Reform Scotland response to the publication of the Commission on Scottish Devolution’s interim report “The Future of Scottish Devolution within the Union: A First Report”
Today (Tuesday) the Commission on Scottish Devolution, chaired by Sir Kenneth Calman, has published its interim report. The report does not outline any specific recommendations. Instead, it outlines the questions regarding Scottish devolution it believes are in need of further examination in order to help the Scottish Parliament serve the people of Scotland better.
In its submission to the Commission, Reform Scotland argued that because there is no direct relationship between the money received by the Scottish Government and the performance of the Scottish economy, the public policy debate in Scotland has become dominated by how to divide up the spending cake rather than how to make it bigger. Reform Scotland’s proposal to address this problem would be to scrap the Barnett Formula and give both the Scottish and UK Governments the power to raise they money they spend in Scotland.
The Commission’s interim report suggests it is part of a growing consensus that the current system, based on a block grant determined largely by application of the Barnett Formula, must change. It is unbalanced because although the Scottish Government has control over 60% of government expenditure in Scotland, it has very limited responsibility for raising the revenue required to meet those spending commitments other than the local taxes (council tax and business rates) collected by local government. This means that the revenue generated by taxation powers devolved to Scotland accounts for only 13% of devolved spending.
Reform Scotland agrees with the Scottish Commission on Devolution that this issue of the financial accountability of the Scottish Parliament needs to be resolved as a priority. At the launch of our report ‘Fiscal Powers’, which was submitted to the Calman Commission, Reform Scotland’s Chairman Ben Thomson said:
‘The Scottish Parliament’s almost total reliance on the block grant limits its accountability. Equally, it provides no incentive for politicians in Scotland to come up with innovative ideas to boost economic growth or improve public services because, however poorly the economy performs, the money still rolls in via the block grant. If the economy did grow faster the benefits would accrue to the Chancellor at Westminster and not the Scottish Government.’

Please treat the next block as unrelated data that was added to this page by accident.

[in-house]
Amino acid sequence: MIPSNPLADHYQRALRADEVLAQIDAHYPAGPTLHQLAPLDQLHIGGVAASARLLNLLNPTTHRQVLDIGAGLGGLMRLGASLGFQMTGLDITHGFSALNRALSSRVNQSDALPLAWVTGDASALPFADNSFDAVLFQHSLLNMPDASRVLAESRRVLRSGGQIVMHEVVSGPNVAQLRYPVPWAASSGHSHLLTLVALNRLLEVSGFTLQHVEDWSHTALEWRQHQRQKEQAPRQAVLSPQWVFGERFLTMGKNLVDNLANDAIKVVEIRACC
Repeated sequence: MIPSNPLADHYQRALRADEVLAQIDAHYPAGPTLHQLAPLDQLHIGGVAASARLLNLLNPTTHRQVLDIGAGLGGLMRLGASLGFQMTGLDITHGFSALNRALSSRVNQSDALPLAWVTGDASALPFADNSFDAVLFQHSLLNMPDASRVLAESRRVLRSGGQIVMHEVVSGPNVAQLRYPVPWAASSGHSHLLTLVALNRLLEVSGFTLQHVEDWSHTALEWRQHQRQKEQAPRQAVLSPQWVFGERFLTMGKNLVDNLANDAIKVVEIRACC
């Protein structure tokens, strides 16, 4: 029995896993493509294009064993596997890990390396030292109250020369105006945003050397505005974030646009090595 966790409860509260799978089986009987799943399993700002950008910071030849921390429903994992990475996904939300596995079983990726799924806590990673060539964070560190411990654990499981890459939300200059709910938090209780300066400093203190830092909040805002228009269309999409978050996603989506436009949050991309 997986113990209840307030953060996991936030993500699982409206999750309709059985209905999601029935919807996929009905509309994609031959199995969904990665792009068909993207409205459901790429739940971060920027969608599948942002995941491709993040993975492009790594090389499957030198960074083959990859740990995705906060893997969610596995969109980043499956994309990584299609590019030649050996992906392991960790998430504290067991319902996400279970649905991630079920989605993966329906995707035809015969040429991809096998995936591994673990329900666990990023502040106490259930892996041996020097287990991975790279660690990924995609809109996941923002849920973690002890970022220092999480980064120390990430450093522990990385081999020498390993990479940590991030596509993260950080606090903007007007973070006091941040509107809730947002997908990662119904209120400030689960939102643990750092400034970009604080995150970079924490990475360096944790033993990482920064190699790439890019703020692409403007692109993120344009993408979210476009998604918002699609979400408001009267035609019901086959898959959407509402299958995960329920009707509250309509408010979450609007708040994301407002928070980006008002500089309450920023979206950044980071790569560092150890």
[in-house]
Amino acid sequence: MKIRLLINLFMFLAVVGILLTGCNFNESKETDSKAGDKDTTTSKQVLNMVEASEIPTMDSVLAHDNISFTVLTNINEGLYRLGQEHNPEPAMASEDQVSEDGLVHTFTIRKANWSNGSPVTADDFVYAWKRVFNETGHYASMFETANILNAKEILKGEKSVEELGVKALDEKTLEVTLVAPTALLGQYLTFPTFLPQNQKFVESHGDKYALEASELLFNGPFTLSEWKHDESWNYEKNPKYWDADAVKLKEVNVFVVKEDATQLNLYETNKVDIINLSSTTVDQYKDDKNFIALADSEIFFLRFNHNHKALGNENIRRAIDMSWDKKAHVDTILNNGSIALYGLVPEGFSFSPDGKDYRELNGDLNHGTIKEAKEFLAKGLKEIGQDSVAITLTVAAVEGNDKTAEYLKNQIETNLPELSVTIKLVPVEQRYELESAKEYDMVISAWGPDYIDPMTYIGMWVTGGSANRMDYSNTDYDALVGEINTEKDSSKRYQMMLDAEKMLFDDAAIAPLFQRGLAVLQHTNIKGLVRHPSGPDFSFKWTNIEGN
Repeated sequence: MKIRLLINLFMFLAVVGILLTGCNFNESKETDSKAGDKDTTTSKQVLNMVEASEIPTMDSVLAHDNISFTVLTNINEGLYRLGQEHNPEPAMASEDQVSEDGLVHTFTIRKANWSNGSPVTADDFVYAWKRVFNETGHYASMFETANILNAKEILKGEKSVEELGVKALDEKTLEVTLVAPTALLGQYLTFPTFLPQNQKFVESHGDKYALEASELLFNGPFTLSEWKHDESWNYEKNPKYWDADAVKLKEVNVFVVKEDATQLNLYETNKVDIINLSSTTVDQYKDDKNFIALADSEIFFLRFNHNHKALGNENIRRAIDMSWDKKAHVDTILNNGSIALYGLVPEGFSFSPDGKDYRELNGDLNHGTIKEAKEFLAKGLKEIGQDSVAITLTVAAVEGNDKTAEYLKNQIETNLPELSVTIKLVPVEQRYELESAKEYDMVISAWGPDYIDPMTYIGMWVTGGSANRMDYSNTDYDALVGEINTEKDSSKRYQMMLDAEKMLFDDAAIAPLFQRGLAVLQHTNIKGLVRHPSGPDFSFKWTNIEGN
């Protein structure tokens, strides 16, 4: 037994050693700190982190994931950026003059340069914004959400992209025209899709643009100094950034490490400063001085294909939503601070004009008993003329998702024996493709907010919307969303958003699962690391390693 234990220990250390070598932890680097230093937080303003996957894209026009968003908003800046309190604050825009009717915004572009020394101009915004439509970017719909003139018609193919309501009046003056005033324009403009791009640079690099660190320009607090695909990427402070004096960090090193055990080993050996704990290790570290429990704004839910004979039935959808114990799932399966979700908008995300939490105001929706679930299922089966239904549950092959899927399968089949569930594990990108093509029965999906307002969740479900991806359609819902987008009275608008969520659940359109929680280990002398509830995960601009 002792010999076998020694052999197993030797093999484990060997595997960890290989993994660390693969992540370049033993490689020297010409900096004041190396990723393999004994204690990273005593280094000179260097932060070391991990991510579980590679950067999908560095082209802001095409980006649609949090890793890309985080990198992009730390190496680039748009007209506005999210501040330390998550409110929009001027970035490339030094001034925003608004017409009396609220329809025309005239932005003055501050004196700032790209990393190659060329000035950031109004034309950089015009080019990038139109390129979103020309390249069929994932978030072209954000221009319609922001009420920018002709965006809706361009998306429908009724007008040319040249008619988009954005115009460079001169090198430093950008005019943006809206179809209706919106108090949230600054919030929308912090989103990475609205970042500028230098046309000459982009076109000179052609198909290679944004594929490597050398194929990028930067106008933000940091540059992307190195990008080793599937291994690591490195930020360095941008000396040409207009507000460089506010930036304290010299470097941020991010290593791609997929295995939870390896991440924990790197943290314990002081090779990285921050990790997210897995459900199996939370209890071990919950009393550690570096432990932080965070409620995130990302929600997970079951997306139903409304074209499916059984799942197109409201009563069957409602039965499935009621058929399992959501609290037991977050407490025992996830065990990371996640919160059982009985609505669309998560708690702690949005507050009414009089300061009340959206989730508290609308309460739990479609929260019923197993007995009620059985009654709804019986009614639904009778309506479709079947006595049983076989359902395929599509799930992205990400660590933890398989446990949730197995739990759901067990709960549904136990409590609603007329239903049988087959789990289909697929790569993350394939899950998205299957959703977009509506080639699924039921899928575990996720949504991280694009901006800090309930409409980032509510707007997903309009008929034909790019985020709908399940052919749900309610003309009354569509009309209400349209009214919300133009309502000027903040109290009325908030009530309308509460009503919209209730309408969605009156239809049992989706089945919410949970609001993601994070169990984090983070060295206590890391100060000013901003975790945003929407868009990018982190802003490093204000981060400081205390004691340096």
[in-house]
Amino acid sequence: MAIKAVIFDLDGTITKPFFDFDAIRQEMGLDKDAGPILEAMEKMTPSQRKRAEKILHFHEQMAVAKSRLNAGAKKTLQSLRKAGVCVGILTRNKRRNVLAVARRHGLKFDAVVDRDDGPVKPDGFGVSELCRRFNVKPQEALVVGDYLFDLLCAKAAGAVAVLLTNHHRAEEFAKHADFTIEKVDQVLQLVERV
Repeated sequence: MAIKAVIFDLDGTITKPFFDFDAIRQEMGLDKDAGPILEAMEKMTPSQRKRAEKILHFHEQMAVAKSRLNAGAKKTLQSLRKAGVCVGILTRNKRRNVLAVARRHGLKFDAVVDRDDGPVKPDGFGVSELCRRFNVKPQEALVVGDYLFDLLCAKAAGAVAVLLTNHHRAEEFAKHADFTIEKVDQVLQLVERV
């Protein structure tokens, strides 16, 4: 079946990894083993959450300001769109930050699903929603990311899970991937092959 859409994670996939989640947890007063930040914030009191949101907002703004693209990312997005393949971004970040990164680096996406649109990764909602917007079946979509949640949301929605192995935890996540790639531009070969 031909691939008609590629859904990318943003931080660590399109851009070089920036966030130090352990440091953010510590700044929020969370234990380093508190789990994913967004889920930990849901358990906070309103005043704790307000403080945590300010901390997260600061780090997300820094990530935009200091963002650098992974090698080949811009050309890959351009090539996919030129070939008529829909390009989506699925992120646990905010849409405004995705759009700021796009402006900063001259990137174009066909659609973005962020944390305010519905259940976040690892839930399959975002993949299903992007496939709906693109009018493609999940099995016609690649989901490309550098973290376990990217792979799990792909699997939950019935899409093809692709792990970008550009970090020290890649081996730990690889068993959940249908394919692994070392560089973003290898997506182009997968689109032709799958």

‘Fiscal Powers’ aimed to come up with a workable scheme with specific recommendations to enable the Scottish Government to raise the money it spends while remaining within the United Kingdom. We believe that report and the model we set out answers many of the questions set out by the Commission’s interim report.
Reform Scotland’s solution
- Scrap the Barnett Formula and give both the Scottish and UK governments the power to raise the money they spend in Scotland.
- Maintain teh current split between devolved and reserved functions which has resulted in 60% (around £30billion) of government spending in Scotland being devolved and 40% (around £20billion) reserved to Westminster.
- UK Government retains full control over National Insurance revenues in Scotland together with income from other smaller taxes, including TV licenses, passport fees and the National Lottery Tax.
- Split revenue in Scotland from Income Tax and North Sea oil with control over 40% of the revenue going to Westminster and 60% to Holyrood. Such a 60:40 split is logical because it matches the respective spending responsibilities of Holyrood and Westminster.
- Assign the Scottish Parliament 60% of VAT revenue raised in Scotland, though unlike Income Tax and North Sea oil, control over VAT would remain at Westminster.
- All other tax revenues would be devolved to the Scottish Parliament.
- Give the Scottish Parliament borrowing powers.
- Establish a Scottish Exchequer whcih would be responsible for collecting revenue from all taxes levied north of the Border on behalf of the UK and Scottish governments.
We believe this solution would give both Westminster and Holyrood sufficiently wide ranges of tax revenues and borrowing powers to ensure they had the flexibility to meet their spending needs. Both levels of government would be free to change any element of the taxes under their control and would, therefore, be properly accountable to their electorates for the financial decisions they take.
For the first time, it would create a link in Scotland between economic performance and the revenues accruing to the Scottish Government. This would change the whole nature of the debate in Scotland for the better. Further, it would give the Scottish Government the fiscal tools to improve the growth rate of the Scottish economy.